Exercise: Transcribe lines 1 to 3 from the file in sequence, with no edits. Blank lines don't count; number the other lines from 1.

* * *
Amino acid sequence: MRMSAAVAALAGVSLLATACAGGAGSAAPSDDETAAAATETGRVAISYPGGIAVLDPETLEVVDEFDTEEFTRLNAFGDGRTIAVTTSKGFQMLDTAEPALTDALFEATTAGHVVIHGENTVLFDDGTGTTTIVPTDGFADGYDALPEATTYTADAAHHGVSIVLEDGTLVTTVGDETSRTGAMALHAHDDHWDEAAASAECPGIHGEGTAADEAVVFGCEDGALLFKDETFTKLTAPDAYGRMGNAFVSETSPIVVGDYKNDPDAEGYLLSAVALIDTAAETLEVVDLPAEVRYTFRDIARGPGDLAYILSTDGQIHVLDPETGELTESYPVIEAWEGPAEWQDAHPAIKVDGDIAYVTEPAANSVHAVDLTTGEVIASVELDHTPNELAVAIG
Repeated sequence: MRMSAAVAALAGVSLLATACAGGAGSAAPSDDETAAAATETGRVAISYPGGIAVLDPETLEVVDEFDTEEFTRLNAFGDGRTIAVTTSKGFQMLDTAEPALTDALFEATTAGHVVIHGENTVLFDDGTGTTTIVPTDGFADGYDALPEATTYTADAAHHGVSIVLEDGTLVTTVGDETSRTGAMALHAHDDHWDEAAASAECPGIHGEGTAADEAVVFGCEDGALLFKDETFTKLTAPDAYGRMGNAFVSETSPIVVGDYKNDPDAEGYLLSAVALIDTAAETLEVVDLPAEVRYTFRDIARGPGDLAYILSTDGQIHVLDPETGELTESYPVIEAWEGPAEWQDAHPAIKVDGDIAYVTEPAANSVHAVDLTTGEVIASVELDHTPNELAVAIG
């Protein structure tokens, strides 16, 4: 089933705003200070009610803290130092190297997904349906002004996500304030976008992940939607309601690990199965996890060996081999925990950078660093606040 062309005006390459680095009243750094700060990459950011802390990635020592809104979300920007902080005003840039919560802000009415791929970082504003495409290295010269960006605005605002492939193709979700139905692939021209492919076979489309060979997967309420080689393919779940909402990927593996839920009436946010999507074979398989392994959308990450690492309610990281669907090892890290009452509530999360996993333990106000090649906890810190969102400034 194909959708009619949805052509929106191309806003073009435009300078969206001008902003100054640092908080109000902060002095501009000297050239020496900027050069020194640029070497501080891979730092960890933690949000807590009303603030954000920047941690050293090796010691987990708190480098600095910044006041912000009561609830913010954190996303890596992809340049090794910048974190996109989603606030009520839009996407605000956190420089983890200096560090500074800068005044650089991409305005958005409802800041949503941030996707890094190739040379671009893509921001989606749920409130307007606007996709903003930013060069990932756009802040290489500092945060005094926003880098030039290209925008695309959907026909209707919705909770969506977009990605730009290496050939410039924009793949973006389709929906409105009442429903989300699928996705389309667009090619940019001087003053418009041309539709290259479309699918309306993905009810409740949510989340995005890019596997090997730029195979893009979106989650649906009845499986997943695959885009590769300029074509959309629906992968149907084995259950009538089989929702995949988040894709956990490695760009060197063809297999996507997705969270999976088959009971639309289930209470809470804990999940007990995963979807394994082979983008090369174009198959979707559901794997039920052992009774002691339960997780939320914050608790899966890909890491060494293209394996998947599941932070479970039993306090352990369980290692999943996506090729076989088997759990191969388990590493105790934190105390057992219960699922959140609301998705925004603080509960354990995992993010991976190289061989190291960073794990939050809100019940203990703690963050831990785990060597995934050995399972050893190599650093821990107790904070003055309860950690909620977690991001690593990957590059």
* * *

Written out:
Amino acid sequence: MRMSAAVAALAGVSLLATACAGGAGSAAPSDDETAAAATETGRVAISYPGGIAVLDPETLEVVDEFDTEEFTRLNAFGDGRTIAVTTSKGFQMLDTAEPALTDALFEATTAGHVVIHGENTVLFDDGTGTTTIVPTDGFADGYDALPEATTYTADAAHHGVSIVLEDGTLVTTVGDETSRTGAMALHAHDDHWDEAAASAECPGIHGEGTAADEAVVFGCEDGALLFKDETFTKLTAPDAYGRMGNAFVSETSPIVVGDYKNDPDAEGYLLSAVALIDTAAETLEVVDLPAEVRYTFRDIARGPGDLAYILSTDGQIHVLDPETGELTESYPVIEAWEGPAEWQDAHPAIKVDGDIAYVTEPAANSVHAVDLTTGEVIASVELDHTPNELAVAIG
Repeated sequence: MRMSAAVAALAGVSLLATACAGGAGSAAPSDDETAAAATETGRVAISYPGGIAVLDPETLEVVDEFDTEEFTRLNAFGDGRTIAVTTSKGFQMLDTAEPALTDALFEATTAGHVVIHGENTVLFDDGTGTTTIVPTDGFADGYDALPEATTYTADAAHHGVSIVLEDGTLVTTVGDETSRTGAMALHAHDDHWDEAAASAECPGIHGEGTAADEAVVFGCEDGALLFKDETFTKLTAPDAYGRMGNAFVSETSPIVVGDYKNDPDAEGYLLSAVALIDTAAETLEVVDLPAEVRYTFRDIARGPGDLAYILSTDGQIHVLDPETGELTESYPVIEAWEGPAEWQDAHPAIKVDGDIAYVTEPAANSVHAVDLTTGEVIASVELDHTPNELAVAIG
């Protein structure tokens, strides 16, 4: 089933705003200070009610803290130092190297997904349906002004996500304030976008992940939607309601690990199965996890060996081999925990950078660093606040 062309005006390459680095009243750094700060990459950011802390990635020592809104979300920007902080005003840039919560802000009415791929970082504003495409290295010269960006605005605002492939193709979700139905692939021209492919076979489309060979997967309420080689393919779940909402990927593996839920009436946010999507074979398989392994959308990450690492309610990281669907090892890290009452509530999360996993333990106000090649906890810190969102400034 194909959708009619949805052509929106191309806003073009435009300078969206001008902003100054640092908080109000902060002095501009000297050239020496900027050069020194640029070497501080891979730092960890933690949000807590009303603030954000920047941690050293090796010691987990708190480098600095910044006041912000009561609830913010954190996303890596992809340049090794910048974190996109989603606030009520839009996407605000956190420089983890200096560090500074800068005044650089991409305005958005409802800041949503941030996707890094190739040379671009893509921001989606749920409130307007606007996709903003930013060069990932756009802040290489500092945060005094926003880098030039290209925008695309959907026909209707919705909770969506977009990605730009290496050939410039924009793949973006389709929906409105009442429903989300699928996705389309667009090619940019001087003053418009041309539709290259479309699918309306993905009810409740949510989340995005890019596997090997730029195979893009979106989650649906009845499986997943695959885009590769300029074509959309629906992968149907084995259950009538089989929702995949988040894709956990490695760009060197063809297999996507997705969270999976088959009971639309289930209470809470804990999940007990995963979807394994082979983008090369174009198959979707559901794997039920052992009774002691339960997780939320914050608790899966890909890491060494293209394996998947599941932070479970039993306090352990369980290692999943996506090729076989088997759990191969388990590493105790934190105390057992219960699922959140609301998705925004603080509960354990995992993010991976190289061989190291960073794990939050809100019940203990703690963050831990785990060597995934050995399972050893190599650093821990107790904070003055309860950690909620977690991001690593990957590059």